Bhagat, R.S., University of Memphis, Dugan, B.A., HumRRO and Hemingway, M.A., The Dow Chemical Company, USA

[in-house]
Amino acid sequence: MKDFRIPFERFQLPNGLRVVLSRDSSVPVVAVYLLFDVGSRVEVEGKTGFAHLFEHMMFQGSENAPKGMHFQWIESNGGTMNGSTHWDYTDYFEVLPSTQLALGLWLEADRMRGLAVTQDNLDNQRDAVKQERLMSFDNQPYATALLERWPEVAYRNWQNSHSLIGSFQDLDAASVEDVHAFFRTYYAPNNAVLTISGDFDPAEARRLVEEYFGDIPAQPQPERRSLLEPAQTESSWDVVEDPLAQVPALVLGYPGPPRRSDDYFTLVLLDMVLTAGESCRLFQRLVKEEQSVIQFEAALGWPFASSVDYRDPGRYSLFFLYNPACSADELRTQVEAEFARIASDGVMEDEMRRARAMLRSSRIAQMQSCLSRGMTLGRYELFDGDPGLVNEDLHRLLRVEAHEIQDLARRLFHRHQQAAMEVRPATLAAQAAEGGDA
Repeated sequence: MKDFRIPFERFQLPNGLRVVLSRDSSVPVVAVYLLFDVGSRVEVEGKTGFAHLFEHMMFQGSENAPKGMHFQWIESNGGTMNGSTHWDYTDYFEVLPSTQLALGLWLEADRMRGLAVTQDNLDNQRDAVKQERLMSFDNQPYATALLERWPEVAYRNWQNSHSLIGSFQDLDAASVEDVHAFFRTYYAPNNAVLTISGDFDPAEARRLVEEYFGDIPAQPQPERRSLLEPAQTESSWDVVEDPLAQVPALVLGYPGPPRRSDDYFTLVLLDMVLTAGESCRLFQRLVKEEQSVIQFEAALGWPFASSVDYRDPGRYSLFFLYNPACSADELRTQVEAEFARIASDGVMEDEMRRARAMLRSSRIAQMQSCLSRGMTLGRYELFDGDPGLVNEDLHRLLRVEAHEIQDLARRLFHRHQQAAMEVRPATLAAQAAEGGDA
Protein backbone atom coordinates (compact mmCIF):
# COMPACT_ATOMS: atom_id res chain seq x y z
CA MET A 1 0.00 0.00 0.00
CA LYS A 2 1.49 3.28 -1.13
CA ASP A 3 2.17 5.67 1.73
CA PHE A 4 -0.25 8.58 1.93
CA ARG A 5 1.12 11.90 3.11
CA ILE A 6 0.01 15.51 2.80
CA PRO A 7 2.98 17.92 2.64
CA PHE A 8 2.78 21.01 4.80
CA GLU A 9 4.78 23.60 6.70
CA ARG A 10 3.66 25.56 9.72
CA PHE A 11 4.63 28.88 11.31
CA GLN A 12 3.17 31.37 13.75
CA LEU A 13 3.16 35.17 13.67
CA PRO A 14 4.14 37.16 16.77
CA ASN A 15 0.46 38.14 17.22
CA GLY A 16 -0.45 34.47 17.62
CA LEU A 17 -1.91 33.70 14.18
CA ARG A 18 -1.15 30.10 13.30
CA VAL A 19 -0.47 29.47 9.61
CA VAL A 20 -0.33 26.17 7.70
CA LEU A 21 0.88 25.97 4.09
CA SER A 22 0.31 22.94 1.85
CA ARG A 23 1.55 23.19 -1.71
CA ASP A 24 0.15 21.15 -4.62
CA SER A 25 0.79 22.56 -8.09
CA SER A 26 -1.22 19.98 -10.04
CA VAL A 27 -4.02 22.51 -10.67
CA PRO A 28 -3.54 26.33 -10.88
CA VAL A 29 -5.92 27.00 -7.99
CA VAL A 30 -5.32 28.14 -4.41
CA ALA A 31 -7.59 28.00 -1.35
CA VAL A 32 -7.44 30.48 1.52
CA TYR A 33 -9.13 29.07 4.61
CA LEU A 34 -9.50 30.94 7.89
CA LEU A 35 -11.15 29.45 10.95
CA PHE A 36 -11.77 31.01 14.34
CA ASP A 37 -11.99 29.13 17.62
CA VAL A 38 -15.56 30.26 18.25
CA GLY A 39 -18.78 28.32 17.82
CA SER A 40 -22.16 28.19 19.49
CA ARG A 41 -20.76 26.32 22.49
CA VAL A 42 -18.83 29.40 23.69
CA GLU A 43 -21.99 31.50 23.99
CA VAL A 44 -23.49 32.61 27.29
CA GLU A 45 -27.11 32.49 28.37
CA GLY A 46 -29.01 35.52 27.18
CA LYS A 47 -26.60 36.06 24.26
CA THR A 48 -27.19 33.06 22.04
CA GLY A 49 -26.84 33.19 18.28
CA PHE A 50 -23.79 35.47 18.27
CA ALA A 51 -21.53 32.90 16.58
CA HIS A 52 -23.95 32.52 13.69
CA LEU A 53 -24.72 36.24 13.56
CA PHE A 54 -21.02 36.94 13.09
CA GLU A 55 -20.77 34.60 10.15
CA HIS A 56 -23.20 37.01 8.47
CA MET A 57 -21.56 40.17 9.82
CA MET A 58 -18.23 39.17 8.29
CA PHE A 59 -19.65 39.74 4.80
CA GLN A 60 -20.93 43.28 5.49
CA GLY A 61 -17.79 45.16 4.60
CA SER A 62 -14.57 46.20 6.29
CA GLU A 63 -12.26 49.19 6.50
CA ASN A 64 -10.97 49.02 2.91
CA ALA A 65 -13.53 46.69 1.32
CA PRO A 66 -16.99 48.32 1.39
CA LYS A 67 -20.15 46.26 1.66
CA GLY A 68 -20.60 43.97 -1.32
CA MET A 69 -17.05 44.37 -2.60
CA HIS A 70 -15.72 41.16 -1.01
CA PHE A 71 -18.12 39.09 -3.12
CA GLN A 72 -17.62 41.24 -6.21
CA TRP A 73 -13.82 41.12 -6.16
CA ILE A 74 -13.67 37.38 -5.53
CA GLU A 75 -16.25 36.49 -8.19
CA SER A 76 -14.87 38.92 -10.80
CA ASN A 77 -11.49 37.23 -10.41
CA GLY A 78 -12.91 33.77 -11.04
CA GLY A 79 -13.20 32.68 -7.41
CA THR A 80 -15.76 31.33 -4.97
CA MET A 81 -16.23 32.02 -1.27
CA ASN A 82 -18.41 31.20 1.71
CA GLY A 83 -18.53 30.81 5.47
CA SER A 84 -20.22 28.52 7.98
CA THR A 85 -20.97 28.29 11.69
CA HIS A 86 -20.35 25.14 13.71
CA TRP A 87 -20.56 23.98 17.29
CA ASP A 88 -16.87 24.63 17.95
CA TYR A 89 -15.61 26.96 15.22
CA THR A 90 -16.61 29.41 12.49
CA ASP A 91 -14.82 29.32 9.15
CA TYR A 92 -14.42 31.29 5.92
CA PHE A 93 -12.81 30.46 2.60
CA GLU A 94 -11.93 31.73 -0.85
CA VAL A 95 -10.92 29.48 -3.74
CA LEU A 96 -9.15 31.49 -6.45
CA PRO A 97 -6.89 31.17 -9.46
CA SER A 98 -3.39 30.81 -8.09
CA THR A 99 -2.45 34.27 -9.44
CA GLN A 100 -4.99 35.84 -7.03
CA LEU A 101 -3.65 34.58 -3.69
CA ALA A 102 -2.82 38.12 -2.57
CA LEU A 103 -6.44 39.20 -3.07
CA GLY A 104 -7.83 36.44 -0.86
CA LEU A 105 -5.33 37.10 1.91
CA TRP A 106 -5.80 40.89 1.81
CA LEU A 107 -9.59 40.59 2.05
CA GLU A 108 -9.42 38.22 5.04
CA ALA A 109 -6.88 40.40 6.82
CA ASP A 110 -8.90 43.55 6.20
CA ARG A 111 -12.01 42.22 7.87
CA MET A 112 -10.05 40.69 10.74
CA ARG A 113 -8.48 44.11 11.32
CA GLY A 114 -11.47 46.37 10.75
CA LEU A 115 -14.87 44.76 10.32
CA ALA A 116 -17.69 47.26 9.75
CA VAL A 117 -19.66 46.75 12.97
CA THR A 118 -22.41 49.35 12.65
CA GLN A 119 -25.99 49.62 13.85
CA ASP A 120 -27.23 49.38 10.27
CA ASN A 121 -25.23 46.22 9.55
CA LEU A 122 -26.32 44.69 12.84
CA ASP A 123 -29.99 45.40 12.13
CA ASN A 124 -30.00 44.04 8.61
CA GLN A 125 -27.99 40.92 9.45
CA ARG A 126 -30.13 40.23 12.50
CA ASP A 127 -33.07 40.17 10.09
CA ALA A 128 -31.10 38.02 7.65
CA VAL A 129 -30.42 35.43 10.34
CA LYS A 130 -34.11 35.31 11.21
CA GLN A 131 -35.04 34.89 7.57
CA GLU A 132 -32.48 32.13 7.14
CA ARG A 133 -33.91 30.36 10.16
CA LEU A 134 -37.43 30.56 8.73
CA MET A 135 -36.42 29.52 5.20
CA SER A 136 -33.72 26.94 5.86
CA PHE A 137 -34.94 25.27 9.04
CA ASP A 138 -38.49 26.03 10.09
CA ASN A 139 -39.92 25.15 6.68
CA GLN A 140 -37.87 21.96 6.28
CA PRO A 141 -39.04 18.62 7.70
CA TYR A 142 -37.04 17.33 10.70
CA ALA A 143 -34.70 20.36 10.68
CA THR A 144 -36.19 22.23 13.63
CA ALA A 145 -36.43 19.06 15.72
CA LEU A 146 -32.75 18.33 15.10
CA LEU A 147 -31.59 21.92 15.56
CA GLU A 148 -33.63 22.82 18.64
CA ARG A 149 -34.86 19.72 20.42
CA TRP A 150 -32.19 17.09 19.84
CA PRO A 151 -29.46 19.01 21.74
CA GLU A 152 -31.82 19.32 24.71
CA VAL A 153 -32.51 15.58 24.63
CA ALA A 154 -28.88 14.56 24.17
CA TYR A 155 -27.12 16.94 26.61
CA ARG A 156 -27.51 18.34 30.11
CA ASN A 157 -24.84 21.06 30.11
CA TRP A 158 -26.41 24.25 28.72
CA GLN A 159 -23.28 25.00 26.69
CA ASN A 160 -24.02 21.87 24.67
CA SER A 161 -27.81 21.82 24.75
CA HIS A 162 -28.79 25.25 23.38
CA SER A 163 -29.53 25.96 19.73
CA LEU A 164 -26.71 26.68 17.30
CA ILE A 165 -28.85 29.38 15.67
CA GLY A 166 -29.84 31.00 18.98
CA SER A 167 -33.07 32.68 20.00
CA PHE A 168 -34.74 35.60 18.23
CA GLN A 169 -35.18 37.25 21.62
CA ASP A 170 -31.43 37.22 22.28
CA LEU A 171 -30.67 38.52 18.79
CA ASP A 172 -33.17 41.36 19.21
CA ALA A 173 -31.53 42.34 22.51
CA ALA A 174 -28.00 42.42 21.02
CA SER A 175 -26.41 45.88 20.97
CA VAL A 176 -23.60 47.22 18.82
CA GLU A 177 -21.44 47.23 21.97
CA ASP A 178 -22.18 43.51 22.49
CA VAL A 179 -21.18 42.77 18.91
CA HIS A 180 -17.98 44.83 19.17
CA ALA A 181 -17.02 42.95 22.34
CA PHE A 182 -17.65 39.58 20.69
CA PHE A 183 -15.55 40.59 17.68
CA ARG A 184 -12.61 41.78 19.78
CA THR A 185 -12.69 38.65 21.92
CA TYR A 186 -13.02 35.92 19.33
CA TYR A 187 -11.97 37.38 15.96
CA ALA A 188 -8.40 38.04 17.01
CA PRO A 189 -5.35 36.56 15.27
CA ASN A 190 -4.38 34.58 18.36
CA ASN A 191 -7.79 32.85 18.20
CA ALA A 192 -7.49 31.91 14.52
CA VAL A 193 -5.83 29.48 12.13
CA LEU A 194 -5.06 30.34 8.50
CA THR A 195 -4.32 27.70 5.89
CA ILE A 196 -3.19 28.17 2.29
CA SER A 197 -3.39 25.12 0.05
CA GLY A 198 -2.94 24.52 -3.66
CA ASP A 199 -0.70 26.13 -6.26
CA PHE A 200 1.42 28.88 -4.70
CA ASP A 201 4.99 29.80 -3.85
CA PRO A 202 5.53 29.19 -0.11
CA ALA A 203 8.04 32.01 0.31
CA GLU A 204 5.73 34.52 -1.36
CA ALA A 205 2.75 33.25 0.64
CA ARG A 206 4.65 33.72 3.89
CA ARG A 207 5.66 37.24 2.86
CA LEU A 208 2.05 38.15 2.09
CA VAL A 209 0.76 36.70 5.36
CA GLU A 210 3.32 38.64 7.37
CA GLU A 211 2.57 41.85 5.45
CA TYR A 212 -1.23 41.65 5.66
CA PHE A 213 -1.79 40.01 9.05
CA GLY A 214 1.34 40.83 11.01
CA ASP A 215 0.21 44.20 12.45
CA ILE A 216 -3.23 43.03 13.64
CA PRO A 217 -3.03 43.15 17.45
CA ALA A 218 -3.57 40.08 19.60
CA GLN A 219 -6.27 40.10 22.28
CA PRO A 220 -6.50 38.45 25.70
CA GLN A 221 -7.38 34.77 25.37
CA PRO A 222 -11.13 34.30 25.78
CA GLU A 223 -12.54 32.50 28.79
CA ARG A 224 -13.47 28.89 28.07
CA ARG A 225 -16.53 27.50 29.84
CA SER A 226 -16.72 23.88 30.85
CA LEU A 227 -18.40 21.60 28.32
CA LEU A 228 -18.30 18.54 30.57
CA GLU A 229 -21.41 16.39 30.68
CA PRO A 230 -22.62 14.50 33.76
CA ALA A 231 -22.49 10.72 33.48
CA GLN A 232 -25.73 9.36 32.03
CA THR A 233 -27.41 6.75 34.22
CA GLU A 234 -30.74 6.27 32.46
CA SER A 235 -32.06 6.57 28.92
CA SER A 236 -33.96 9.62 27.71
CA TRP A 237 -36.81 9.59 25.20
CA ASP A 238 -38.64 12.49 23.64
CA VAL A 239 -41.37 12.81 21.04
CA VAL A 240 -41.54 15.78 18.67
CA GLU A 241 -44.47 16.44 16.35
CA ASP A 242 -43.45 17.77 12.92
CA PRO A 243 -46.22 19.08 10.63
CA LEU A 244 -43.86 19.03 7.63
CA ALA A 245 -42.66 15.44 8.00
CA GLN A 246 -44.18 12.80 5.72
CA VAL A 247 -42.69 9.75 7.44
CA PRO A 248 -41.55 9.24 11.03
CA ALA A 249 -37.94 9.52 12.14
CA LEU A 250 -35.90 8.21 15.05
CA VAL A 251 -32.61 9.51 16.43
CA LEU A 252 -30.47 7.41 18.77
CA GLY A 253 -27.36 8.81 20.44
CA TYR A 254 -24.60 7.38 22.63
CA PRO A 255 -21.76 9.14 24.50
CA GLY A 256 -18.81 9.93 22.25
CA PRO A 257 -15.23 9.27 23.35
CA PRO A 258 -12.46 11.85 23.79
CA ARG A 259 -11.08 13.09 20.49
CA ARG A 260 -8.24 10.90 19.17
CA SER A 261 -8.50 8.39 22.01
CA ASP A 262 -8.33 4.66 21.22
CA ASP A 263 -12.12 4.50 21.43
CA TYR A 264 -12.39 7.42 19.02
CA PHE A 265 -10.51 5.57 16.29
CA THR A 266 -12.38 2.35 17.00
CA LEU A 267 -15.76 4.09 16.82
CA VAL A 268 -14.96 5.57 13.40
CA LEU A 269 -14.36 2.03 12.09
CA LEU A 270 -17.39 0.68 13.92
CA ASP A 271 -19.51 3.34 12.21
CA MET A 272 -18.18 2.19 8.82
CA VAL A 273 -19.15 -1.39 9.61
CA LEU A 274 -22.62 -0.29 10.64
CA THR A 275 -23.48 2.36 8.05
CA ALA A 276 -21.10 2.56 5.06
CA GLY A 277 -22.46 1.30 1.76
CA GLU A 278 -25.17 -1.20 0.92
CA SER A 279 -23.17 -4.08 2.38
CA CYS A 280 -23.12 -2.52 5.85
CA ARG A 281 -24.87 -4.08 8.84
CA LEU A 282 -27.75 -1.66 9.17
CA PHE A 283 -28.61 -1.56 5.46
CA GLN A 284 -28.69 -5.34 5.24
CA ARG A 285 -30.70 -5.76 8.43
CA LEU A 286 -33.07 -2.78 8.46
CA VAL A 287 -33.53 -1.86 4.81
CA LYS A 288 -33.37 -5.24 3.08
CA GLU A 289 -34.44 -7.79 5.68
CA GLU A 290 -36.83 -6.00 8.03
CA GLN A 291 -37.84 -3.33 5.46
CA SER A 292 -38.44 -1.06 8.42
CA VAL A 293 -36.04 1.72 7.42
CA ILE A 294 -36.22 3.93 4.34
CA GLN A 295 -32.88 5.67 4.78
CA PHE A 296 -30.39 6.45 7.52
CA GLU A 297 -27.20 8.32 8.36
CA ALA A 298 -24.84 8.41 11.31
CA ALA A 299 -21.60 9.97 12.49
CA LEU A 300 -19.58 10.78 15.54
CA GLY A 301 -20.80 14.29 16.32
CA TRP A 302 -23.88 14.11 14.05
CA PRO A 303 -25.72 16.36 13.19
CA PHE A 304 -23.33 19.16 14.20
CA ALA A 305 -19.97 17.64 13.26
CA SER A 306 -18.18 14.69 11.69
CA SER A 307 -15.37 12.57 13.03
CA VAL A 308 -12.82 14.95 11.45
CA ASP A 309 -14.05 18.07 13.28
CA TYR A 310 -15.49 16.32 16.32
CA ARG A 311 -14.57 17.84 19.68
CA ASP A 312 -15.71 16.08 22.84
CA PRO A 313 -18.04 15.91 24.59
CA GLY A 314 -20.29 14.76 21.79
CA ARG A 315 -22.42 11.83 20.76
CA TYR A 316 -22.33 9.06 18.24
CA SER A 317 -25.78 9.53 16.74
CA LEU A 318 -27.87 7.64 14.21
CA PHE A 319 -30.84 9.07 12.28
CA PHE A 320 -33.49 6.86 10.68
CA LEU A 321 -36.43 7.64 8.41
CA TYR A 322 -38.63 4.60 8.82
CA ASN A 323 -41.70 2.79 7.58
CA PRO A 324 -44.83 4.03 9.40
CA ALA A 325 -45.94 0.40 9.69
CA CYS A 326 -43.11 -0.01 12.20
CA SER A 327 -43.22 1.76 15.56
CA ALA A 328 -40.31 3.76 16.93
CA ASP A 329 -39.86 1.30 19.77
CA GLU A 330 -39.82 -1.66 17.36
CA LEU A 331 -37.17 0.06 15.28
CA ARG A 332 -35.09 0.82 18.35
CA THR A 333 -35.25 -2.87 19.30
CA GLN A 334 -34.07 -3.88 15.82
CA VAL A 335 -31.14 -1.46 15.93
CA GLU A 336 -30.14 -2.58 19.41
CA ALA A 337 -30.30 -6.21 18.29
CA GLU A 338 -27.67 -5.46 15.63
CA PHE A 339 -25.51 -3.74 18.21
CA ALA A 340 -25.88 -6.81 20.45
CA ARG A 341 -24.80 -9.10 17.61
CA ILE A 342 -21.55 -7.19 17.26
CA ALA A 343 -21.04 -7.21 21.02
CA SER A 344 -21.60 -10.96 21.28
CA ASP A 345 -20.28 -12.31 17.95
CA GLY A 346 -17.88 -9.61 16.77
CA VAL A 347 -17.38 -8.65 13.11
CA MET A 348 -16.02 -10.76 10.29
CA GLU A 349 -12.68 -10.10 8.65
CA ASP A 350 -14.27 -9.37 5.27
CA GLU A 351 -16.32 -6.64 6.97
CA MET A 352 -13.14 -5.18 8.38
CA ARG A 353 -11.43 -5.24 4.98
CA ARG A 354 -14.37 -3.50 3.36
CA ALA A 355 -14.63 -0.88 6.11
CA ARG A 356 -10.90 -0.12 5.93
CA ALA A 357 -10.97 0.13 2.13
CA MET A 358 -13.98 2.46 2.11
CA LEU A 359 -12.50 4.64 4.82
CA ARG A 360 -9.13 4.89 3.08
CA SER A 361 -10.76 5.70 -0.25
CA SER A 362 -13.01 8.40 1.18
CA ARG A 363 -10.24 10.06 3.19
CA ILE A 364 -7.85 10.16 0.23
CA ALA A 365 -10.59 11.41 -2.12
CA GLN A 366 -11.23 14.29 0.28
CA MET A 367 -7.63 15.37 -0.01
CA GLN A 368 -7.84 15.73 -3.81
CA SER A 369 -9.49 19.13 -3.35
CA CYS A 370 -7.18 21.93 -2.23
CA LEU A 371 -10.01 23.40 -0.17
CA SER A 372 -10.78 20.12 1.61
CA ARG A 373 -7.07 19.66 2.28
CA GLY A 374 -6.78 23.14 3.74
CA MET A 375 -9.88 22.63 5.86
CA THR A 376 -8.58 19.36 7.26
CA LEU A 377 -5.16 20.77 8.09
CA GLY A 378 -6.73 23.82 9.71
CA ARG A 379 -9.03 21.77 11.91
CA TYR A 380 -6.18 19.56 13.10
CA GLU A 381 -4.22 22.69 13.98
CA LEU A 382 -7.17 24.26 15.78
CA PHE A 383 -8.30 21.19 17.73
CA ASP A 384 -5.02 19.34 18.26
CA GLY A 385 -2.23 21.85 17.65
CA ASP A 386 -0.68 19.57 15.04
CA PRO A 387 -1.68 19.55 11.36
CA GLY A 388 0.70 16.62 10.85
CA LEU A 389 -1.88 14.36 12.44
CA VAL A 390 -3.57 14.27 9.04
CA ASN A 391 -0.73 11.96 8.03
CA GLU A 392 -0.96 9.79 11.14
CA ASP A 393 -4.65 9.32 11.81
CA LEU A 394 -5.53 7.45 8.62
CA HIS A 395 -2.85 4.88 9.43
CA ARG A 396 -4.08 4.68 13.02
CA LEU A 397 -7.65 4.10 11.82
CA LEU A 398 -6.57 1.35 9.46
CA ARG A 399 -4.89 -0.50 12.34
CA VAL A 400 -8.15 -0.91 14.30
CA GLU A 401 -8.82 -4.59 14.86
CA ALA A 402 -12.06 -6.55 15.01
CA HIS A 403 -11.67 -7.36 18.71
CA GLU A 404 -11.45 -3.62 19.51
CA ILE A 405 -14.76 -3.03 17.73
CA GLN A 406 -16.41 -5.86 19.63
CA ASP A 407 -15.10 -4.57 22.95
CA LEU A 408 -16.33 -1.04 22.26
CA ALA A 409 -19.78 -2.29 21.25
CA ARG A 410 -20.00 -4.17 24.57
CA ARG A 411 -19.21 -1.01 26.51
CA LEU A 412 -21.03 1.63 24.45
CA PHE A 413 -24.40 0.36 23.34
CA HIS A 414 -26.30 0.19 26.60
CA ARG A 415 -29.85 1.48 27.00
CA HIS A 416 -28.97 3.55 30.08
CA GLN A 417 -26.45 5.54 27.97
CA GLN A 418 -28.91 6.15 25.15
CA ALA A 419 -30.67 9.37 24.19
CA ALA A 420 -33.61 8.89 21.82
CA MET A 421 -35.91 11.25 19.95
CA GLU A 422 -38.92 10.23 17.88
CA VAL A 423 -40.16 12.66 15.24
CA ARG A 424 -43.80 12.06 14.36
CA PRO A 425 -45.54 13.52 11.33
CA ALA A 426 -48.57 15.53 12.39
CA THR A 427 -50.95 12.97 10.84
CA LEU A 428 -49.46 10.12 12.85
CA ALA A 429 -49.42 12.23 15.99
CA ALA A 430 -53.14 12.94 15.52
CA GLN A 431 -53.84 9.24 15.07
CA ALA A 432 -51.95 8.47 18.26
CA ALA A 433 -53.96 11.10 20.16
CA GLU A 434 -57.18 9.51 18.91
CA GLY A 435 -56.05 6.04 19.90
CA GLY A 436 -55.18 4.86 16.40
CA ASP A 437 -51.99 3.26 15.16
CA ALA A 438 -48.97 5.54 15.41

Harry Triandis noted, in his classic chapter on cross-cultural industrial and organizational psychology (1994), that competing in the global marketplace would require understanding the mindset of not only the customers but also the employees of multinational and global corporations. He also noted that, in the competition to contribute to the development of cross-cultural industrial and organizational psychology, the United States is often at a significant disadvantage. For historical and fundamental reasons, most psychological paradigms are still parochial in nature, and have not embraced the ideologies and value systems of peoples of the collectivistic world. U.S. scholars often note in international meetings that, while many of their colleagues from the collectivistic contexts of countries such as Japan, India, China, Korea, Egypt, Nigeria, and Spain appreciate the delicate theoretical construction of the models, they are often frustrated in their limited usefulness in the organizational contexts of their own countries. In this paper, we focus on some of the fundamental reasons why, despite sincere attempts on the part of U.S. I/O psychologists to provide universal theories of organizational functioning, the results are far from promising. We also examine the responsibility of I/O psychologists from the collectivistic contexts of the above-mentioned countries and others to work collaboratively with U.S.-based I/O psychologists and derive theories and models that are not only parsimonious in their construction, but also filled with significant promise for improving organizational functioning in non-U.S. contexts.